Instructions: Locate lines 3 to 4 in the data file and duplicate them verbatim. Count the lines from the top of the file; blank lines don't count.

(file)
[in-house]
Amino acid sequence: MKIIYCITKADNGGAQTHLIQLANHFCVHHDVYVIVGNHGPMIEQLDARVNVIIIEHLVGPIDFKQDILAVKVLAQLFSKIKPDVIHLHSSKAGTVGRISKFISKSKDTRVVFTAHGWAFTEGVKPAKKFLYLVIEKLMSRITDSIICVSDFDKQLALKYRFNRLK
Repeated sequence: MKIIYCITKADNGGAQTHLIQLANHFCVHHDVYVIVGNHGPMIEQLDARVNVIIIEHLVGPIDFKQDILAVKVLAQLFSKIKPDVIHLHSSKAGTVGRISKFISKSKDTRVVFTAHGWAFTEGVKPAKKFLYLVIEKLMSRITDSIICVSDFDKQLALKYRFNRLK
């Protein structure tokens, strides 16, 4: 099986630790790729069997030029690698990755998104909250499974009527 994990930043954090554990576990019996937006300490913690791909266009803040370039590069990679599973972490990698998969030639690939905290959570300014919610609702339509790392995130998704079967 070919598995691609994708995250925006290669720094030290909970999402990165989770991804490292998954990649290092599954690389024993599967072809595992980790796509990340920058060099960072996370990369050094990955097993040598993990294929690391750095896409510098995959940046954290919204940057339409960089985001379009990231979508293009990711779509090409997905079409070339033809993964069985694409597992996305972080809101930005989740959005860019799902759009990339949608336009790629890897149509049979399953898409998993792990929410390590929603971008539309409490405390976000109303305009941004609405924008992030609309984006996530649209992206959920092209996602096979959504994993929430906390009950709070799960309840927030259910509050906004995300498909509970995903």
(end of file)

Repeated sequence: MKIIYCITKADNGGAQTHLIQLANHFCVHHDVYVIVGNHGPMIEQLDARVNVIIIEHLVGPIDFKQDILAVKVLAQLFSKIKPDVIHLHSSKAGTVGRISKFISKSKDTRVVFTAHGWAFTEGVKPAKKFLYLVIEKLMSRITDSIICVSDFDKQLALKYRFNRLK
């Protein structure tokens, strides 16, 4: 099986630790790729069997030029690698990755998104909250499974009527 994990930043954090554990576990019996937006300490913690791909266009803040370039590069990679599973972490990698998969030639690939905290959570300014919610609702339509790392995130998704079967 070919598995691609994708995250925006290669720094030290909970999402990165989770991804490292998954990649290092599954690389024993599967072809595992980790796509990340920058060099960072996370990369050094990955097993040598993990294929690391750095896409510098995959940046954290919204940057339409960089985001379009990231979508293009990711779509090409997905079409070339033809993964069985694409597992996305972080809101930005989740959005860019799902759009990339949608336009790629890897149509049979399953898409998993792990929410390590929603971008539309409490405390976000109303305009941004609405924008992030609309984006996530649209992206959920092209996602096979959504994993929430906390009950709070799960309840927030259910509050906004995300498909509970995903």